Every now and then, I constantly hear of youngsters (including me) bragging about how they are unable to forward their careers or focus on what they want to do. These are youngsters who know what to do, are aware of what works for them and what doesn’t. Yet, they are all braggarts who, sometimes, come up with ridiculous reasons.

During my conversations with friends, colleagues, parents and others, I realise that if something isn’t working for us, we need to analyse what’s compromising our focus. Of course, we cannot have a grip on things outside our control, but most of us can surely look within ourselves and try to understand where we are failing.

Everyday, I see some of my friends telling me about their goals. That, definitely, is a great thing. But, from what I observe, these people have one thing in common – the lack of self-discipline. Yes, we are all young and we want to make the most of our times, and I might be sounding like a strict parent here. But, how we discipline ourselves reflects directly on the commitment to our goals.

Taking my example here: I have, at a few instances, tried to “fit into the young & happening crowd”, pretending to not care enough about my career. But, every time I did that, a fear of “What if I fail in my career?” always haunted me. That, in a way, brought me back to reality. I have been lazy and sometimes, I still am. But, by understanding myself and my ability to do things, I realise why self-discipline in our daily routine is very important.

If you look back and analyse the lives of every successful person, you will find “Self-discipline” as a common trait among all of them. By self-discipline, what I mean is, trying to understand yourself – this includes your daily wake-up time, exercise/physical fitness/meditation, work time, leisure/break time at work, hours of relaxation/reading or wasting time unnecessarily and most importantly, your bed-time.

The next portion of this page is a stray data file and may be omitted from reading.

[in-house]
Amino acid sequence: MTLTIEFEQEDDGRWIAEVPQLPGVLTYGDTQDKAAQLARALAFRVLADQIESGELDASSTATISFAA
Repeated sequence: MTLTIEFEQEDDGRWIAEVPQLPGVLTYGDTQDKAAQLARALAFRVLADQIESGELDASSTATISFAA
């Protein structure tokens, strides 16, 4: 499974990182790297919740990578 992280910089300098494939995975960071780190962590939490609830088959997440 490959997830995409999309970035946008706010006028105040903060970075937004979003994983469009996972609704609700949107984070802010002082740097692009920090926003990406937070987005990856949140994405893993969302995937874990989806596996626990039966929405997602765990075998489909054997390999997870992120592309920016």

This doesn’t not mean you shouldn’t attend a friend’s party or get sloshed at a lounge or spend time on long drives. With entertainment, come financial troubles. In these days, everything comes at a cost. Hence, what this entertainment means to you, will determine whether you are committed or you are compromising your career to short-term thrills.

For instance: If you are attending a friend’s party every weekend and getting sloshed till you puke, then you need to have a re-look at yourself and your priorities. Or if you are blowing up all your money on the liquor at a lounge on a weekly basis, then you need to question yourself about your priorities or your commitment towards your career. These are just a few examples of the most common things we do.

In fact, most youngsters will disagree on this. However, they do not realise the repercussions of these. For example: The after-effects of a hangover waste your next day. But, you must have planned to do some important work for the next day. And, because of your drinking, that task is postponed to the next day. And, here is where the procrastination begins. And, that “tomorrow” never comes.